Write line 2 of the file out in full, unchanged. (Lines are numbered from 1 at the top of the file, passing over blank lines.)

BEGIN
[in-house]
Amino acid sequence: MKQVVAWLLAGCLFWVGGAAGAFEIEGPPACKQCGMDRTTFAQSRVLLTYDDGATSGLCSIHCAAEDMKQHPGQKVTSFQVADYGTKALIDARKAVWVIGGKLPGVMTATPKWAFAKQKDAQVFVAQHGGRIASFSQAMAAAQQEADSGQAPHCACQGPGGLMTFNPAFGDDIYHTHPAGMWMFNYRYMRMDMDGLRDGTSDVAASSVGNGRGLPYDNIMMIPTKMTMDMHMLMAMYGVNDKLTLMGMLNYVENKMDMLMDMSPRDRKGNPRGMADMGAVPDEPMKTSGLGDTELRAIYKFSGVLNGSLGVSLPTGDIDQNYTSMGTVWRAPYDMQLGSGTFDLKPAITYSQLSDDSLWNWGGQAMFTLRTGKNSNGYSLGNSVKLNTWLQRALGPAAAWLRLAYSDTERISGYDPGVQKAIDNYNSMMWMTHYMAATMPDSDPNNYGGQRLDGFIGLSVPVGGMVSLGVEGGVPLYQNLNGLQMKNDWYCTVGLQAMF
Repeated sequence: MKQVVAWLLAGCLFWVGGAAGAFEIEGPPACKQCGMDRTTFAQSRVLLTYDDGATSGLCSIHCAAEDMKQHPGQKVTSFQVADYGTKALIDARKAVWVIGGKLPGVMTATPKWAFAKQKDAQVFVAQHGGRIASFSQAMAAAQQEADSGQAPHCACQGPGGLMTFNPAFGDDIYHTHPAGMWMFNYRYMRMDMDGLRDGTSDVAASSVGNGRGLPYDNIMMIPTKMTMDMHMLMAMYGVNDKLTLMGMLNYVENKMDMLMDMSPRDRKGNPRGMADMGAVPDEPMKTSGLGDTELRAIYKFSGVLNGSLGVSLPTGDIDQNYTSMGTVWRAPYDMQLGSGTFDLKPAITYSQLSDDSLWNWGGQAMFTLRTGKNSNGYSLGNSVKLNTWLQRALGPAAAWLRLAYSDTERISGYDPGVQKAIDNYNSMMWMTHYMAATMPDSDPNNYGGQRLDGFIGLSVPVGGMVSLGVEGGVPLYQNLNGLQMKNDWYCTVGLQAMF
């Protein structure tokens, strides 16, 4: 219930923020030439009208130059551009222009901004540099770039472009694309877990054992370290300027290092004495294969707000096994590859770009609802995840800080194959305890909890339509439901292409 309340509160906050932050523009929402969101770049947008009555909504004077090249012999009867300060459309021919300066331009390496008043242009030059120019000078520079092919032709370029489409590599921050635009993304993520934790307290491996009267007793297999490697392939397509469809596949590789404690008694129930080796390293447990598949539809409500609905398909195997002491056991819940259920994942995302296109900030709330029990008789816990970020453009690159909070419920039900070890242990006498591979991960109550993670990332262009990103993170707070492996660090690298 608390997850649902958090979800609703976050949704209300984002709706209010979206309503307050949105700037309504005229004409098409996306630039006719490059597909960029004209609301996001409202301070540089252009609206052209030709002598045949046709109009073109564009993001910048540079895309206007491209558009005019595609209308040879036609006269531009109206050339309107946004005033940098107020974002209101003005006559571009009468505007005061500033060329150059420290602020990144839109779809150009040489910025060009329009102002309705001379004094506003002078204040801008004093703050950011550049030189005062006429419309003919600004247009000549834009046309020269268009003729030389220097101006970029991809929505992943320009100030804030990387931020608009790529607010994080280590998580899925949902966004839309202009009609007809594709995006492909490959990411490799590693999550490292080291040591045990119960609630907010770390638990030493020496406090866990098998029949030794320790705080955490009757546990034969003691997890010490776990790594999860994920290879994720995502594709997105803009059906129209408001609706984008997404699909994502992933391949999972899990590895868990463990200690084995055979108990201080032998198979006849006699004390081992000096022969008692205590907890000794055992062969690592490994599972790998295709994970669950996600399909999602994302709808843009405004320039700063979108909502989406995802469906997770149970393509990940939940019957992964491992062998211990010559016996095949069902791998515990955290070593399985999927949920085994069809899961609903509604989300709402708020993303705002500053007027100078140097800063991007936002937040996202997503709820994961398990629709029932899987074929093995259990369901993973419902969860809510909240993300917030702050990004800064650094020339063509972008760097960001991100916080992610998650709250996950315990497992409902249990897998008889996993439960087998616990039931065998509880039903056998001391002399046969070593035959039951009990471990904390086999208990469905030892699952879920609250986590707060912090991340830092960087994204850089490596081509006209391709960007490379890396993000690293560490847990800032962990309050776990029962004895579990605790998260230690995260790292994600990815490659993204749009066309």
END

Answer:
Amino acid sequence: MKQVVAWLLAGCLFWVGGAAGAFEIEGPPACKQCGMDRTTFAQSRVLLTYDDGATSGLCSIHCAAEDMKQHPGQKVTSFQVADYGTKALIDARKAVWVIGGKLPGVMTATPKWAFAKQKDAQVFVAQHGGRIASFSQAMAAAQQEADSGQAPHCACQGPGGLMTFNPAFGDDIYHTHPAGMWMFNYRYMRMDMDGLRDGTSDVAASSVGNGRGLPYDNIMMIPTKMTMDMHMLMAMYGVNDKLTLMGMLNYVENKMDMLMDMSPRDRKGNPRGMADMGAVPDEPMKTSGLGDTELRAIYKFSGVLNGSLGVSLPTGDIDQNYTSMGTVWRAPYDMQLGSGTFDLKPAITYSQLSDDSLWNWGGQAMFTLRTGKNSNGYSLGNSVKLNTWLQRALGPAAAWLRLAYSDTERISGYDPGVQKAIDNYNSMMWMTHYMAATMPDSDPNNYGGQRLDGFIGLSVPVGGMVSLGVEGGVPLYQNLNGLQMKNDWYCTVGLQAMF